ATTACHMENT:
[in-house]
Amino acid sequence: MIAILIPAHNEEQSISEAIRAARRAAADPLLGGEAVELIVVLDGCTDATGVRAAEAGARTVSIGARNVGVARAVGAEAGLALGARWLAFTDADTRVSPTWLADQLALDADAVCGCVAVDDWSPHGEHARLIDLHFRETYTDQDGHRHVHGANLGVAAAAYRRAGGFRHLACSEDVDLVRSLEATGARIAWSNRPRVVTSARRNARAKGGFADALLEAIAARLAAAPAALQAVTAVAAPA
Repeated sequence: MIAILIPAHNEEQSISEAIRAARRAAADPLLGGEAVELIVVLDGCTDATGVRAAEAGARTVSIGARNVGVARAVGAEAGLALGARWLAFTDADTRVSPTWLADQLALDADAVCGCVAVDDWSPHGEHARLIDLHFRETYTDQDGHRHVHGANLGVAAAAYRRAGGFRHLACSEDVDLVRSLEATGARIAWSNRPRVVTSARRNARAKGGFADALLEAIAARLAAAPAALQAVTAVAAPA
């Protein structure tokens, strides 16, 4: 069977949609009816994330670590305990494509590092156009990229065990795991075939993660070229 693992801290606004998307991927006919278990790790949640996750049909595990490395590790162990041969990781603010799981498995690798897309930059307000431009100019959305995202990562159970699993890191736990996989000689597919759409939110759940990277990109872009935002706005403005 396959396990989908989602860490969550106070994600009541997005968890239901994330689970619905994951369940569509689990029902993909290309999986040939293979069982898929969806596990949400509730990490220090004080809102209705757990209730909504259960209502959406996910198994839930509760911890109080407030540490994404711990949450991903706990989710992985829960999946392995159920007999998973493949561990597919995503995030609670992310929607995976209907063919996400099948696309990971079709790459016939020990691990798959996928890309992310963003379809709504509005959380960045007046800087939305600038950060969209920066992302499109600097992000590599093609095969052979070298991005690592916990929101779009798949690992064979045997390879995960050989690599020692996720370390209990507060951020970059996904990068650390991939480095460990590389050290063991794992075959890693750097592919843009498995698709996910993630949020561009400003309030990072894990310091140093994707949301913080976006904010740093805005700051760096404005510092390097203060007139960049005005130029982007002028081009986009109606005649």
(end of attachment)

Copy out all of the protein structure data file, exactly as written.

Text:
[in-house]
Amino acid sequence: MIAILIPAHNEEQSISEAIRAARRAAADPLLGGEAVELIVVLDGCTDATGVRAAEAGARTVSIGARNVGVARAVGAEAGLALGARWLAFTDADTRVSPTWLADQLALDADAVCGCVAVDDWSPHGEHARLIDLHFRETYTDQDGHRHVHGANLGVAAAAYRRAGGFRHLACSEDVDLVRSLEATGARIAWSNRPRVVTSARRNARAKGGFADALLEAIAARLAAAPAALQAVTAVAAPA
Repeated sequence: MIAILIPAHNEEQSISEAIRAARRAAADPLLGGEAVELIVVLDGCTDATGVRAAEAGARTVSIGARNVGVARAVGAEAGLALGARWLAFTDADTRVSPTWLADQLALDADAVCGCVAVDDWSPHGEHARLIDLHFRETYTDQDGHRHVHGANLGVAAAAYRRAGGFRHLACSEDVDLVRSLEATGARIAWSNRPRVVTSARRNARAKGGFADALLEAIAARLAAAPAALQAVTAVAAPA
């Protein structure tokens, strides 16, 4: 069977949609009816994330670590305990494509590092156009990229065990795991075939993660070229 693992801290606004998307991927006919278990790790949640996750049909595990490395590790162990041969990781603010799981498995690798897309930059307000431009100019959305995202990562159970699993890191736990996989000689597919759409939110759940990277990109872009935002706005403005 396959396990989908989602860490969550106070994600009541997005968890239901994330689970619905994951369940569509689990029902993909290309999986040939293979069982898929969806596990949400509730990490220090004080809102209705757990209730909504259960209502959406996910198994839930509760911890109080407030540490994404711990949450991903706990989710992985829960999946392995159920007999998973493949561990597919995503995030609670992310929607995976209907063919996400099948696309990971079709790459016939020990691990798959996928890309992310963003379809709504509005959380960045007046800087939305600038950060969209920066992302499109600097992000590599093609095969052979070298991005690592916990929101779009798949690992064979045997390879995960050989690599020692996720370390209990507060951020970059996904990068650390991939480095460990590389050290063991794992075959890693750097592919843009498995698709996910993630949020561009400003309030990072894990310091140093994707949301913080976006904010740093805005700051760096404005510092390097203060007139960049005005130029982007002028081009986009109606005649």